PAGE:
The birth

Haiku of wonder

When a king is born
the stories must reflect it
with wonder and awe.

Apart from angels,
this narrative is humble,
with a common cast.

Comes to Bethlehen,
the tradie with his girl-bride,
about to give birth.

A shed out the back
of a packed-out small-town pub.
Nothing flash in that!

A son is born, wrapped
in cloth strips and put to bed
in a feeding trough.

Shepherds get the news:
the Messiah has been born,
look for a baby.

This will be the sign:
a baby in a manger,
in David’s city.

The shepherds decamped
to see for themselves the child,
as they had been told.

They told ev’ryone
about the child, the one born
to save his people.

 

© Ken Rookes. 2018

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A wondrous yarn

Haiku of an often told story.

 

There are no records
of the birth of the Messiah;
just an old story.

An anxious couple
seeking a place of shelter.
The time is at hand.

In a crowded town,
a stable, strangely, becomes
maternity ward.

A baby is born,
this thing of joy and wonder.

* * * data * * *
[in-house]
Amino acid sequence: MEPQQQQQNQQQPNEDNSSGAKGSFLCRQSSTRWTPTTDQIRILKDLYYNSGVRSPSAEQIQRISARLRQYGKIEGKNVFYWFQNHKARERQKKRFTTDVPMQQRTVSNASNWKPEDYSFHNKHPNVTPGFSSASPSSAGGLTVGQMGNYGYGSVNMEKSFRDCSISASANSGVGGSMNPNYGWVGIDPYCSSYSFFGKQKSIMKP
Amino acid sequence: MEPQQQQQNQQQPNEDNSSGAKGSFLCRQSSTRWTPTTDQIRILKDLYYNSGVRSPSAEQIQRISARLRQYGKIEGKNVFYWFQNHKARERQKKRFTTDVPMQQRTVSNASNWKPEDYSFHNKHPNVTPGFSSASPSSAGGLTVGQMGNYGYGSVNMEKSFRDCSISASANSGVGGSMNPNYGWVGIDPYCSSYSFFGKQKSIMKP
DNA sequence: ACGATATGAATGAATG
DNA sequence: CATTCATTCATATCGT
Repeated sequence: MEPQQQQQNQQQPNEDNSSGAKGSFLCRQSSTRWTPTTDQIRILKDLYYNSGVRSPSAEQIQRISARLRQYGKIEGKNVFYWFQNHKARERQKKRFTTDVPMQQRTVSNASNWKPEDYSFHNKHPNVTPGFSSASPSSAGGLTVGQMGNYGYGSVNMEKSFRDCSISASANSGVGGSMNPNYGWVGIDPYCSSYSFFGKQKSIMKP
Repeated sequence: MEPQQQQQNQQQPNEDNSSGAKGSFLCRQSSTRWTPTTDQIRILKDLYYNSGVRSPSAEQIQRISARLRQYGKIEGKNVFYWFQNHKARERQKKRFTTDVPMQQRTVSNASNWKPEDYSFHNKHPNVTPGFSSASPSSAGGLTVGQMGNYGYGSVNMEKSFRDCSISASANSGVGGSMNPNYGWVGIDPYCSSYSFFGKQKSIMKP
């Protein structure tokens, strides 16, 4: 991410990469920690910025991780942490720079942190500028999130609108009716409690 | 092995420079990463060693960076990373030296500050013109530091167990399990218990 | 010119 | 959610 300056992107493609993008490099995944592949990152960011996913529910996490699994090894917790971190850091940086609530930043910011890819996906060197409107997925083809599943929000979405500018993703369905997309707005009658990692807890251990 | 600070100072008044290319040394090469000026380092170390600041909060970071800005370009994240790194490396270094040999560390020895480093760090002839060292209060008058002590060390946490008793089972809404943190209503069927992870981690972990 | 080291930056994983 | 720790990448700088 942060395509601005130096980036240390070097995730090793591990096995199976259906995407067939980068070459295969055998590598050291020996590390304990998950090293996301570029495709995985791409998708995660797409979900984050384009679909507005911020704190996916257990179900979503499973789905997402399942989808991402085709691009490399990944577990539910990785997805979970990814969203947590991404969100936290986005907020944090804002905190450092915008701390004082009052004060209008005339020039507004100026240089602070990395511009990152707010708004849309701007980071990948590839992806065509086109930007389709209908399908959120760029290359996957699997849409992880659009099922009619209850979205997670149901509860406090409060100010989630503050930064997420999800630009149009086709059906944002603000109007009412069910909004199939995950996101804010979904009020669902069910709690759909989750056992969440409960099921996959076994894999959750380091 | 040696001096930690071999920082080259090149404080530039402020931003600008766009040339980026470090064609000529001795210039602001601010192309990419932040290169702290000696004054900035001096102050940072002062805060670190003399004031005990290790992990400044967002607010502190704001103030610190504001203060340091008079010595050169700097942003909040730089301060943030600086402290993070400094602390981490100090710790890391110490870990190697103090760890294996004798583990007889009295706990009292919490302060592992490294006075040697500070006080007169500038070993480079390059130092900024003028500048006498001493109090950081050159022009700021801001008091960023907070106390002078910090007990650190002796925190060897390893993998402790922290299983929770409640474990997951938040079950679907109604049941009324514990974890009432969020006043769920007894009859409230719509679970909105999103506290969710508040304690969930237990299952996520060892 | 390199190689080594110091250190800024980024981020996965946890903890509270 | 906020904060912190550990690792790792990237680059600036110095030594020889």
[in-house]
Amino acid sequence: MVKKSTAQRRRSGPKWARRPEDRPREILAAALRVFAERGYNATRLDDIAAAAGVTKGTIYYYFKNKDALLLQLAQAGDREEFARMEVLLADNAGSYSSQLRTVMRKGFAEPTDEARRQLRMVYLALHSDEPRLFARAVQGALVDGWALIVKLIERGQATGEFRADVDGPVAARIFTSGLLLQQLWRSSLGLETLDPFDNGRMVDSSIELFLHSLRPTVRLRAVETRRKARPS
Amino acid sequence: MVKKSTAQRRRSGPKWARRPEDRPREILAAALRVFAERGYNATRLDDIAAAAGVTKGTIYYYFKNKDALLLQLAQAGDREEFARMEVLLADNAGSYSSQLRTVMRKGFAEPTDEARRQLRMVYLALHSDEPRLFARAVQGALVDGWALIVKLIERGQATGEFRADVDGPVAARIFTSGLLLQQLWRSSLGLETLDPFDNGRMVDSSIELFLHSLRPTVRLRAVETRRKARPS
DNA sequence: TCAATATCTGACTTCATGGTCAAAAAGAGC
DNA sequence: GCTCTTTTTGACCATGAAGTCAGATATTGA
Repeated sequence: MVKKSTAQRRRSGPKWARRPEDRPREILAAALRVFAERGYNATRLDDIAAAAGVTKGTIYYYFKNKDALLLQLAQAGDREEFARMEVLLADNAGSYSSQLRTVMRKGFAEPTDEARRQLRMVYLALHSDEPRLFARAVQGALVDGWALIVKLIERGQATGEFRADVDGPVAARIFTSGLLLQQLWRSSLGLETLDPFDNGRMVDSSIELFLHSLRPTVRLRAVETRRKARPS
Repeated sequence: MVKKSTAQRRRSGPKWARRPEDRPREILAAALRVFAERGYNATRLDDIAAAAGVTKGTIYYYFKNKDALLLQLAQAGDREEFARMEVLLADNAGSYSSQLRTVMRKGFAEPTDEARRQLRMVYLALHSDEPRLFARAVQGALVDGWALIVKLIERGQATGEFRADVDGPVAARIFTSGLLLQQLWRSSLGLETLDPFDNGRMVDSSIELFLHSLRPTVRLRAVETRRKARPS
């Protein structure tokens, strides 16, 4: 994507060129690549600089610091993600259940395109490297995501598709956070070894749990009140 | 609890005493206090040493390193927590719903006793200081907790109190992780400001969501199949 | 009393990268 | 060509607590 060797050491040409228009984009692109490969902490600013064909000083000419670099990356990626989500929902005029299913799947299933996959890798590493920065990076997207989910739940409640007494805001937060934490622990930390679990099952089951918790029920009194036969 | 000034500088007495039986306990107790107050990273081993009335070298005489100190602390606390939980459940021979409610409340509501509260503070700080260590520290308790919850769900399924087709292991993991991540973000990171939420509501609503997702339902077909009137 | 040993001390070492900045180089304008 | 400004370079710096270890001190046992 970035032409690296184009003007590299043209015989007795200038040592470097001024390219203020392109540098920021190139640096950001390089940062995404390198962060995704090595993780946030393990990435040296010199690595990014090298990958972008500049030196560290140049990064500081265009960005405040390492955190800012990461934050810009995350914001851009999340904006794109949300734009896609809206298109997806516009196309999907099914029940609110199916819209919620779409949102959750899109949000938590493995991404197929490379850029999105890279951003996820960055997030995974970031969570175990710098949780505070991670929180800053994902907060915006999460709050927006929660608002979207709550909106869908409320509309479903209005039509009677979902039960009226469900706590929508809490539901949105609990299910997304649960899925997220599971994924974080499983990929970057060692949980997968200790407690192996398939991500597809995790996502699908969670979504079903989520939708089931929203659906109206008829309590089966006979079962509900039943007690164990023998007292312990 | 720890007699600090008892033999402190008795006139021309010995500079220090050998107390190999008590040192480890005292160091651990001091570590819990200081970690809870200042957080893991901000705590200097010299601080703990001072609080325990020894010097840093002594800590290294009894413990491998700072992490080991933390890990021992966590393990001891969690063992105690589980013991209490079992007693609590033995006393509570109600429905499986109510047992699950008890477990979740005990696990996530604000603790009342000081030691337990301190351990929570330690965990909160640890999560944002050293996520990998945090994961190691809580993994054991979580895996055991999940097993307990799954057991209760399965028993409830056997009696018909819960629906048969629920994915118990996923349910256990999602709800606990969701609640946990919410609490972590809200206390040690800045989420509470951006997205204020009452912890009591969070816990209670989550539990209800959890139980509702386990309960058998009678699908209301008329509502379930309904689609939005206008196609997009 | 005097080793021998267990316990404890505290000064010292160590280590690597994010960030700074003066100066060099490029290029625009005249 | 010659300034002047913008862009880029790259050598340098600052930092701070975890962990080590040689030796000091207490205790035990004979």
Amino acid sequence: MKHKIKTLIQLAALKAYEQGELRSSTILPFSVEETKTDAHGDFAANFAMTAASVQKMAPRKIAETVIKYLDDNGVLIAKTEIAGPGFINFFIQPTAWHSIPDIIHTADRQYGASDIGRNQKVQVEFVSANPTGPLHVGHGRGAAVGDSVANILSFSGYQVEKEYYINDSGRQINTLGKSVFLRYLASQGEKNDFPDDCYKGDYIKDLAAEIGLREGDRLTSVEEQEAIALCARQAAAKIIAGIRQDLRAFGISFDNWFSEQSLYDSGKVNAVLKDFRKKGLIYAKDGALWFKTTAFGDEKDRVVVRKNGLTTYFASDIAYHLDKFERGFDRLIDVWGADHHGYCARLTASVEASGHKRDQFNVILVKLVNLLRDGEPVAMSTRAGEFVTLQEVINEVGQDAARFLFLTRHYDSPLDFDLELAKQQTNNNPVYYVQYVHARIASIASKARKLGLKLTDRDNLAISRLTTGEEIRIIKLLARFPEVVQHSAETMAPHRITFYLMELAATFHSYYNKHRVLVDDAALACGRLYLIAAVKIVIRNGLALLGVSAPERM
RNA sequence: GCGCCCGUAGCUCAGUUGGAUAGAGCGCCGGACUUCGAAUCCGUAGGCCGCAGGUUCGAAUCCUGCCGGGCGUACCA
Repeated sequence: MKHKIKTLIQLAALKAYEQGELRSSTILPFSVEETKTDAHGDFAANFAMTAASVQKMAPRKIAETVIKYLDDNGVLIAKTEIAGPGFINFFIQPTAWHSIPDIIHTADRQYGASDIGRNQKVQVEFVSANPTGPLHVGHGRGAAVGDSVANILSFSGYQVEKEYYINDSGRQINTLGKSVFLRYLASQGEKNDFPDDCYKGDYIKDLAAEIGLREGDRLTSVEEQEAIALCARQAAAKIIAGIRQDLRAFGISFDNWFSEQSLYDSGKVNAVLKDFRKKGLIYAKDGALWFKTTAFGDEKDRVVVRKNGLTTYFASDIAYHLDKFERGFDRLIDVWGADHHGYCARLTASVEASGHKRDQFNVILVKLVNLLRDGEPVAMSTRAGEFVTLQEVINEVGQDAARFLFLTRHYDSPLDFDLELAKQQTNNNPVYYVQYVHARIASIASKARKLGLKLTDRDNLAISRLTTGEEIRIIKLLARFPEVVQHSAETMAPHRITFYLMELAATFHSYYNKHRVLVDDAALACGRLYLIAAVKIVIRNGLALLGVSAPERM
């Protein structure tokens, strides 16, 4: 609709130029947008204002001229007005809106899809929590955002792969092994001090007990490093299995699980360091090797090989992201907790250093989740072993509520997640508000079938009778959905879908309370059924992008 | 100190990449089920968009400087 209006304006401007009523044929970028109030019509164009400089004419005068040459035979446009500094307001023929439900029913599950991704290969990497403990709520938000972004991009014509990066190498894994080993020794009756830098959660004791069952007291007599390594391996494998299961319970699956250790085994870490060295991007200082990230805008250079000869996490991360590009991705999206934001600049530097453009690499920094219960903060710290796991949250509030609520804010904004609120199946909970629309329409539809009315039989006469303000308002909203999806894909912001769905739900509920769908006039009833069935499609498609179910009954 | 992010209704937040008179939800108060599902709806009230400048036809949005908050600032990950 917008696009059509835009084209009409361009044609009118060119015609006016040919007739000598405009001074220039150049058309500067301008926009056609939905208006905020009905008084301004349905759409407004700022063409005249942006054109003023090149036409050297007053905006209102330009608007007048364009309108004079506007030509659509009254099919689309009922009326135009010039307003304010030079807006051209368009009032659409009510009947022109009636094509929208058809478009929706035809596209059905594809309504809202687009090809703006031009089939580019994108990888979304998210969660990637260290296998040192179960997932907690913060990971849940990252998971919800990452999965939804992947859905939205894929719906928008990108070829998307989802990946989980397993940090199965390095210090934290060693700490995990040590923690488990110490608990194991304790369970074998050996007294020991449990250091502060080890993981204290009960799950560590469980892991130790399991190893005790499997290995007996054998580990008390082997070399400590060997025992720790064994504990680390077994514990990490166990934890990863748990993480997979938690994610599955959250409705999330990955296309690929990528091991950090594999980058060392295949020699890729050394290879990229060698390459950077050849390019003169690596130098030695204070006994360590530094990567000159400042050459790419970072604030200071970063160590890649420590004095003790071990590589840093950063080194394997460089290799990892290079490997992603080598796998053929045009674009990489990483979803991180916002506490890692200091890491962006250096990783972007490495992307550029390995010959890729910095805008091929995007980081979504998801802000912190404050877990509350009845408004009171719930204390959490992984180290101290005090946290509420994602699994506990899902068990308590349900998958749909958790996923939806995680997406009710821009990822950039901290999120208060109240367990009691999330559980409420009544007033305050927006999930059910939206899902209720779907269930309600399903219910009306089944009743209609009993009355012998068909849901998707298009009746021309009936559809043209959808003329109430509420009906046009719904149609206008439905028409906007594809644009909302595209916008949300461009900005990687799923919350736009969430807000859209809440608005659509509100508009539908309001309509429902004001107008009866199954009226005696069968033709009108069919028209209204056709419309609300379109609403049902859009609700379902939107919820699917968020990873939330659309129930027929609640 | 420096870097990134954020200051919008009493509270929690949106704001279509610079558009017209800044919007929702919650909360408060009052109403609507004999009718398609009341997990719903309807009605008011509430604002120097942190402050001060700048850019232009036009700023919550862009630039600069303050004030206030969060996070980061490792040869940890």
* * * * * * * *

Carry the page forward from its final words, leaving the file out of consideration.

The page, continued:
Happens ev’ry day.

Shepherds tending sheep,
angels winging in the sky;
a fabulous yarn.

Go and check it out!
The baby in a manger,
with his mum and dad.

The infant is found;
it was as the angel said.
They are all amazed.

The shepherds return
singing, “Glory!” praising God,
They tell ev’ryone.

 

© Ken Rookes 2016

Micah from Moresheth

Micah from Moresheth,
in the region of Judah,
gave us Bethlehem as the location
for the birth of the Messiah.
Perhaps he stopped by at the little town
on his one-day journey to Jerusalem
to do his prophecy thing.
He posed a challenge for gospel writers,
Luke and Matthew:
how to arrange for Jesus from Nazareth
to be born in Bethlehem, three days to the south.
For the one, it was a census; for the other,
fear, a massacre, and the return to a new home
after refuge in a foreign land.
For the one, the drama of a stable birth
with flights of angels and bewildered shepherds.
For the other, a fearful escape
and the vulnerability of refugees.
They each give us reason to pause
and reflect upon the strange purposes
of an even stranger God.
I wonder, if Luke was writing today,
might it be the homeless and the hopeless,
camped beneath a bridge, who would be
the subjects of the angelic invitation?
I wonder, if Matthew was writing today,
would he write of the kindness
of the people-smugglers
who helped the Holy family
reach their place of welcome and safety?

© Ken Rookes
More poems for next Sunday can be found here and here